WPIRG gets picked on a lot, so it is no surprise that eventually its existence would be decided by referendum. Some people don't understand what WPIRG does. Others believe it is ineffective, redundant, bureaucratic, expensive, and the last bastion of extreme liberalism. At times the organization is guilty of these charges, but for the most part WPIRG and its volunteers do good work. WPIRG makes lasting positive contributions to the university and the broader community. Overall, we benefit from its continued existence on campus.
Put simply, the $4.75 refundable fee full-time undergraduates pay each term finances infrastructure -- infrastructure to broaden student education, and infrastructure to provide opportunities for students who want to volunteer time and energy to social and environmental justice issues. Infrastructure is not cheap (especially when it comes to paid staff) but it is important. Too many good student ideas fall apart when midterms and class projects roll around. Too many good ideas get abandoned because students have to scramble around for petty funding instead of devoting time to turning their projects into reality. Too many successful projects lose all momentum when key members graduate. WPIRG action groups are not immune to falling apart, but their survival rate is improved thanks to the services and stability WPIRG offers. This stability shows: over the years WPIRG has nurtured such long-term projects as carpooltool.org, the Food Not Bombs collective, and Recycle Cycles. WPIRG also collaborates with other groups on campus: it has recently supported Engineers Without Borders, The UW Sustainability Project and UWHIDA. All of these projects are initiated and driven by students and community members; WPIRG's job is to provide support. By supporting the fee you are guaranteeing that WPIRG is able to continue providing this infrastructure.
If you don't have the time or inclination to volunteer with WPIRG, why should you support WPIRG and its fee? There are several reasons. First, you can benefit from the many events and speakers that WPIRG brings to campus. Many of these talks are fantastic, and none of them requires much of a time or energy commitment to attend. Secondly, supporting WPIRG you are making a strong statement that social and environmental justice work is worth money. Those who would relegate all social and environmental work to volunteerism are in essence saying that nonprofit work is not an activity that is worth money. Those who would leave nonprofit work to the free market do not realize that nonprofit organizations generally do not make money from those they serve because those they serve have little disposable income to begin with. Sustainable nonprofit organizations get external funding, and if you believe that nonprofits deserve funding then supporting the WPIRG fee is a good way to put your money where your mouth is. Remember: terminating the WPIRG fee will not reallocate the money to some more worthy nonprofit cause. Although in principle people could donate the money they save to their favourite charities, it's not hard to see that in practice this will not happen.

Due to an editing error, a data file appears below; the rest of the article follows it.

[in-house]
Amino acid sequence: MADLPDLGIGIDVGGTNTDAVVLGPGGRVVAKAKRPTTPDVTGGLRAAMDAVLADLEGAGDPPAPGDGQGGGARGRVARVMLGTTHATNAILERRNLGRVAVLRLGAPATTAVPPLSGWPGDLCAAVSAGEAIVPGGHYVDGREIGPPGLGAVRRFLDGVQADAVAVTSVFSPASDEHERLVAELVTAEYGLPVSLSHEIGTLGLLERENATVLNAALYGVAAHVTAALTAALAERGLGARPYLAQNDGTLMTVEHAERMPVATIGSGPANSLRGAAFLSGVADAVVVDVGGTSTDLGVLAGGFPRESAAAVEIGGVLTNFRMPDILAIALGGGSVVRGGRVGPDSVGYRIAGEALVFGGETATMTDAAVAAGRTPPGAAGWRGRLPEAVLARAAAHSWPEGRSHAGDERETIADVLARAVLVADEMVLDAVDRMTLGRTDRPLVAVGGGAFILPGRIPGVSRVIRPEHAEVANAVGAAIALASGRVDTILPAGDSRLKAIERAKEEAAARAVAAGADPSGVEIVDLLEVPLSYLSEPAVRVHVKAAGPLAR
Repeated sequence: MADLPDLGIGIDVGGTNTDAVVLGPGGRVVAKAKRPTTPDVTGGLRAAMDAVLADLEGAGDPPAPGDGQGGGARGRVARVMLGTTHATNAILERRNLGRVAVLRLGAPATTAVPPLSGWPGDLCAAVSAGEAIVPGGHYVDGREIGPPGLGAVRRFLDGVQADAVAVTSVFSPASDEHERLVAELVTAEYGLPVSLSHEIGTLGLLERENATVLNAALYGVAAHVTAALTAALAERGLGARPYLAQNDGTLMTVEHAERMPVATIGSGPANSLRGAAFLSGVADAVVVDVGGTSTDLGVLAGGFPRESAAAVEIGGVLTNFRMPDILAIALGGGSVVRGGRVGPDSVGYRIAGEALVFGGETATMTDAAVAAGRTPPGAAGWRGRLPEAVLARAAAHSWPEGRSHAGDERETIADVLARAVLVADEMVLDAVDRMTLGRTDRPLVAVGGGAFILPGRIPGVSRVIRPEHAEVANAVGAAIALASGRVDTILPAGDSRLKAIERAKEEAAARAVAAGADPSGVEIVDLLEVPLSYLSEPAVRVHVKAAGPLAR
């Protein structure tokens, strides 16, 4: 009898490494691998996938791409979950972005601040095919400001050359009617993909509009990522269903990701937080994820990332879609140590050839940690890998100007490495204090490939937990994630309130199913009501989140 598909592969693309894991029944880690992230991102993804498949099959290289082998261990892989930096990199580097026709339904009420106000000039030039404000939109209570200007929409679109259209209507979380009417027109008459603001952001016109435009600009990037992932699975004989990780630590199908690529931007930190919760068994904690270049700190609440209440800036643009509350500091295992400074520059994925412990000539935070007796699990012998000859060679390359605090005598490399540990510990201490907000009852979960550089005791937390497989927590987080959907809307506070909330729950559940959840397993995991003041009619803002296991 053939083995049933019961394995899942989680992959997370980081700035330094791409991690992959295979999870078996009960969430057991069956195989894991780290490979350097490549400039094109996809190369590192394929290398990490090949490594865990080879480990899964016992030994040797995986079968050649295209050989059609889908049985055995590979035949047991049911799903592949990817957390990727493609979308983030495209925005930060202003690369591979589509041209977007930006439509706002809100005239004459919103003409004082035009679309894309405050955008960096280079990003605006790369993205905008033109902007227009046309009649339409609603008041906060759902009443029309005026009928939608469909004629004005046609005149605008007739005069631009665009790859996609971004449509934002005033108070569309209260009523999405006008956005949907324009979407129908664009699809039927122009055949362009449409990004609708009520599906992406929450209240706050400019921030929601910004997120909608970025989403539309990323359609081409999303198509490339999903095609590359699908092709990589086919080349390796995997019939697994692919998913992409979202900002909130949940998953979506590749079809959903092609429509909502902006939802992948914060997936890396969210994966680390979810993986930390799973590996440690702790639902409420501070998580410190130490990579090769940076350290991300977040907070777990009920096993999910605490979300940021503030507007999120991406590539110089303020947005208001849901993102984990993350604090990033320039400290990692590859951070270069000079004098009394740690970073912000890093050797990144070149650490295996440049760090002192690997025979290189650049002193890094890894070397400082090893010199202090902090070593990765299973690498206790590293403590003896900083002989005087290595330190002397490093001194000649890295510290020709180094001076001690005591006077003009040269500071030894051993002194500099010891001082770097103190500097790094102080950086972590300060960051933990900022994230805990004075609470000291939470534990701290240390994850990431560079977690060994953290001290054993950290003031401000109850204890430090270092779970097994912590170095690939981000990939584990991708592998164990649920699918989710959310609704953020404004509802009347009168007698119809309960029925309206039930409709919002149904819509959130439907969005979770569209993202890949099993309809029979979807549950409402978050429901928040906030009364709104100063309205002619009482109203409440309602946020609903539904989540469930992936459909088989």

This referendum is more about ideology than economics. For all our debts, most of us can afford the $4.75 per term, and our spending power will not increase much by striking the fee. In contrast, we will lose an organization that we can change and improve, and which opens opportunities for us to further our educations and build our skills.
If you are eligible to vote March 28 and 29, I hope you will be able to see past your fee statement to see the value that WPIRG offers. WPIRG has been doing good work for over 30 years. With your support this good work will continue.